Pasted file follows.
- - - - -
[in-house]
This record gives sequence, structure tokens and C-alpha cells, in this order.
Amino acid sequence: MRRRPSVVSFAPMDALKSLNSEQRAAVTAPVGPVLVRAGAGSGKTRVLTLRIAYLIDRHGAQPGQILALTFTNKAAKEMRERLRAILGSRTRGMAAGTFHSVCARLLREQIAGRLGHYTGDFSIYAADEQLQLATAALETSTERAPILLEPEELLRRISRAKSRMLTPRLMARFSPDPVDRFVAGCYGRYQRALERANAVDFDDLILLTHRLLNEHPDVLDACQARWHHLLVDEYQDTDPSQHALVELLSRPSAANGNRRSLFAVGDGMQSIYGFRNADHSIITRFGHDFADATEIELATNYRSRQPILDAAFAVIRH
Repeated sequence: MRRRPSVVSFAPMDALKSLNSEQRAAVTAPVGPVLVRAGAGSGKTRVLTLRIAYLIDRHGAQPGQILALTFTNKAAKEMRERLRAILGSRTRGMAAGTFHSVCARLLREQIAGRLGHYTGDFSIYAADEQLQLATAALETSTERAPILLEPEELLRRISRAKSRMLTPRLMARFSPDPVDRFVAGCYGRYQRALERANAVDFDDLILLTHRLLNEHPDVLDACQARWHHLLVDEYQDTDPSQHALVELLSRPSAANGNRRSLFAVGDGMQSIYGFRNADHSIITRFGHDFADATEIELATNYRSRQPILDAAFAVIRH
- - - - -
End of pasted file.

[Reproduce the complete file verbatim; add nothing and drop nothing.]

[in-house]
This record gives sequence, structure tokens and C-alpha cells, in this order.
Amino acid sequence: MRRRPSVVSFAPMDALKSLNSEQRAAVTAPVGPVLVRAGAGSGKTRVLTLRIAYLIDRHGAQPGQILALTFTNKAAKEMRERLRAILGSRTRGMAAGTFHSVCARLLREQIAGRLGHYTGDFSIYAADEQLQLATAALETSTERAPILLEPEELLRRISRAKSRMLTPRLMARFSPDPVDRFVAGCYGRYQRALERANAVDFDDLILLTHRLLNEHPDVLDACQARWHHLLVDEYQDTDPSQHALVELLSRPSAANGNRRSLFAVGDGMQSIYGFRNADHSIITRFGHDFADATEIELATNYRSRQPILDAAFAVIRH
Repeated sequence: MRRRPSVVSFAPMDALKSLNSEQRAAVTAPVGPVLVRAGAGSGKTRVLTLRIAYLIDRHGAQPGQILALTFTNKAAKEMRERLRAILGSRTRGMAAGTFHSVCARLLREQIAGRLGHYTGDFSIYAADEQLQLATAALETSTERAPILLEPEELLRRISRAKSRMLTPRLMARFSPDPVDRFVAGCYGRYQRALERANAVDFDDLILLTHRLLNEHPDVLDACQARWHHLLVDEYQDTDPSQHALVELLSRPSAANGNRRSLFAVGDGMQSIYGFRNADHSIITRFGHDFADATEIELATNYRSRQPILDAAFAVIRH